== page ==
NREL report: Battery-electric buses are four times more fuel-efficient than CNG


The National Renewable Energy Laboratory (NREL) has published a new report that found that Proterra’s battery-electric buses are nearly four times more fuel-efficient than comparable compressed natural gas (CNG) buses.

The study focuses on a pilot project for California’s Foothill Transit, in which 12 Proterra e-buses logged nearly 400,000 miles of on-road testing. The NREL team found that the battery-electric buses (or BEBs, in bureaucrat-speak) demonstrated average efficiency of 2.15 kWh per mile, which translates to about 17.48 miles per diesel gallon equivalent (DGE). The NABI CNG buses used for comparison had an average fuel economy of just 4.51 DGE.

NREL Report

The Proterra e-buses were also more reliable than their CNG ancestors, logging 133,000 miles between road calls (yes, MBRC), while the baseline CNG buses had an MBRC of about 45,000, which NREL said is “expected” for a new CNG vehicle.

The BEBs were on the road an average of 13.2 hours per day, receiving a 20 kWh recharge about 13 times a day.

While the BEBs trounced the CNGs in both DGE and MBRC, they also have a substantially higher up-front cost (UFC [OK, I just MTOU {made that one up}]): $904,000 apiece, compared with $575,000 for the CNG buses.


Source: National Renewable Energy Laboratory via Next-Gen Transportation

  • EMF

    That upfront cost is critical. At 133,000 miles quoted the equivalent fuel cost difference is roughly $210,000. That’s at a little over $2.00 per gallon of diesel. I’m guessing the buss is rated at 750,000 miles+/-. Over its expected service life it should be less expensive to own and operate. I wounded if it attracts more riders because its electric?

    • GearsOfWoe

      I wonder how, or if, transit authorities consider other less tangible benefits. I’ve used public transit for most of my life. The first time that I rode a trolley bus, I was amazed by how quiet and clean they were. It was strange not to hear the ubiquitous rumble of the Diesel engine when it came to a completely silent stop. Nowadays I look buses spewing exhaust, grinding and growling up the hill to my home and wonder at how much better they would be if they were electric.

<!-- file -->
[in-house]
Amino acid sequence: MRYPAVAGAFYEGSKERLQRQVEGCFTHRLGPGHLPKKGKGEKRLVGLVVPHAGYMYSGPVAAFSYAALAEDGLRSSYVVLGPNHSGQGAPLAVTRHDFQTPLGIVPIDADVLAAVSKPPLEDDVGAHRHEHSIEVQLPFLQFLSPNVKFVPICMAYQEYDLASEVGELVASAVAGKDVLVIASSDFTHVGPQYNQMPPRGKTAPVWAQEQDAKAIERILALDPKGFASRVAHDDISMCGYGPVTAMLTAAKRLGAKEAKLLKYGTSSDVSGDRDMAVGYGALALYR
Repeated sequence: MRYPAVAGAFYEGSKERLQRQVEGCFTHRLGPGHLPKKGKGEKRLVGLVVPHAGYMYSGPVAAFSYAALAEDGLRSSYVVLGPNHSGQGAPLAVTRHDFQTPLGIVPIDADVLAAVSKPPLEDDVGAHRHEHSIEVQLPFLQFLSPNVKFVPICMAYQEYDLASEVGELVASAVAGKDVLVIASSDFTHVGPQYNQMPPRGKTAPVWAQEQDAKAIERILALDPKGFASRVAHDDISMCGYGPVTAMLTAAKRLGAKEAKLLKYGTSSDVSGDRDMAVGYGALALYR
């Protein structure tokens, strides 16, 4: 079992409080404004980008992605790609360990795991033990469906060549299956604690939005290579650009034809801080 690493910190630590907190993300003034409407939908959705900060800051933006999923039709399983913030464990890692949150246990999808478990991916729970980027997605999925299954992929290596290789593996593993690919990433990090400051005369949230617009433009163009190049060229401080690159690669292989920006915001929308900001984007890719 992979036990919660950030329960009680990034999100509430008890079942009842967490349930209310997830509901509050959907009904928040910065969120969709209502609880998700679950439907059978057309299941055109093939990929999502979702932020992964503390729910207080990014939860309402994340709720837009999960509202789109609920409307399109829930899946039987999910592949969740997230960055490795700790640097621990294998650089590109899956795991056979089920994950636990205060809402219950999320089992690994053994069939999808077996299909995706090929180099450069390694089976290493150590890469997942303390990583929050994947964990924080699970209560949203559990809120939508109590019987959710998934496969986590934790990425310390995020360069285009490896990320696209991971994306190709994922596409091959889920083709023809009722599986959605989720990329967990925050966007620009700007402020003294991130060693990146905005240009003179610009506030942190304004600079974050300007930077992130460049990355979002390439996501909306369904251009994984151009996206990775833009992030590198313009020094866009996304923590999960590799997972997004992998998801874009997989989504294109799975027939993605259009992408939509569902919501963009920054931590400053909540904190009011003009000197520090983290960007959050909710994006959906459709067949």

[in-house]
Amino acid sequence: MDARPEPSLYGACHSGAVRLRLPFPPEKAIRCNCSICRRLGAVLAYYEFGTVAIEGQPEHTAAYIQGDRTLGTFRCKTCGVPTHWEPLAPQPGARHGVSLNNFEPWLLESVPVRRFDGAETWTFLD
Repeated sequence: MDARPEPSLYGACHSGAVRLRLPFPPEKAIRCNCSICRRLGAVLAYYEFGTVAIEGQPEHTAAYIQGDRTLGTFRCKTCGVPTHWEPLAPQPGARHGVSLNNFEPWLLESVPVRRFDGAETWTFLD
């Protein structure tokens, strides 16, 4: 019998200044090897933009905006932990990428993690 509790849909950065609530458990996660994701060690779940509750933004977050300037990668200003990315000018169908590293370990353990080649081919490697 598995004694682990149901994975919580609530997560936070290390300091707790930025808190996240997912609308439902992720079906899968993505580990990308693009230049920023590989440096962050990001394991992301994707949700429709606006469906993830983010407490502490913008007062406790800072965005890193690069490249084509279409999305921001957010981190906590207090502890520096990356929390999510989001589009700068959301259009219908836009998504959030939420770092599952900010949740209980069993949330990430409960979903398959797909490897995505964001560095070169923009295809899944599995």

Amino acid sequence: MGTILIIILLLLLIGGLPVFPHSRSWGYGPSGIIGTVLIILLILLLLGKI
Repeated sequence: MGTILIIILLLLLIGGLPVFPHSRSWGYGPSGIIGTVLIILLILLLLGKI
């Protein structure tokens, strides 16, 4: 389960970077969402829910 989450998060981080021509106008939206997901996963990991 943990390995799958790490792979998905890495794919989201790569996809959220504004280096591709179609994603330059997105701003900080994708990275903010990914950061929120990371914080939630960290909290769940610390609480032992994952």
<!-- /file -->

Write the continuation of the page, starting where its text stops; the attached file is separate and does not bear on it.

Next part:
• EMF

        I think there will be a time in the not too distant future that people will cringe at the sight of billowing clouds of diesel fumes poring out of the back end of a bus.

    • Electric Bill

      EMG (ElectroMagnetic Force?!):

      You are tragically myopic, in a tragically common way: this is NOT just about a few numbers you can calculate on the back of an envelope, based on miles and gallons and years. It is more, even, than the enormous environmental costs associated with Climate Change.

      Just yesterday, inept, cowardly terrorists killed and injured hundreds of people in three attacks in Brussels. These attacks and hundreds of others going back even before the 9/11 tragedy could never have happened if we had simply gotten serious decades ago about finding a way of weaning ourselves off of OPEC oil, which is the major source of funding for terrorists as well as despotic regimes that have been responsible for much more severe human rights abuses than Cuba was ever accused of. Saudi Arabia recently executed 48 prisoners in a single day, some by decapitation. They were condemned to death for things that are not even crimes in the US or any civilized country; crimes such as criticizing the oligarchic Saudi regime, or blasphemy of their deity, even though it may have only been a rumored offense.

      Yet, like always, the US sat on its hands, shamefully mute and impotent, because this country and so many others are grossly addicted to their oil– to the same degree that they are addicted to our money… it is such a disgusting, sad co-dependency we suffer.

      If numbers are important to you, consider the hundreds of billions of dollars we spend annually (that figure is shifting wildly due to a number of factors including OPEC’s palpable fear of the costs of driving EVs coming anywhere close to the cost of driving an ICE car, something which always results in increased EV sales. And once a driver realizes how advantageous and guilt-free driving a EV is, he never goes back).

      Consider too, that those hundreds of billions of dollars leave this country, and the fuel we buy is, not a durable asset– very quickly it is literally up in smoke, never to be used a second time, as opposed to a TRUE asset such as furniture, appliances, computers, toys, and… BATTERIES, which can continue to be used and reused for years, and then recycled when no longer of service.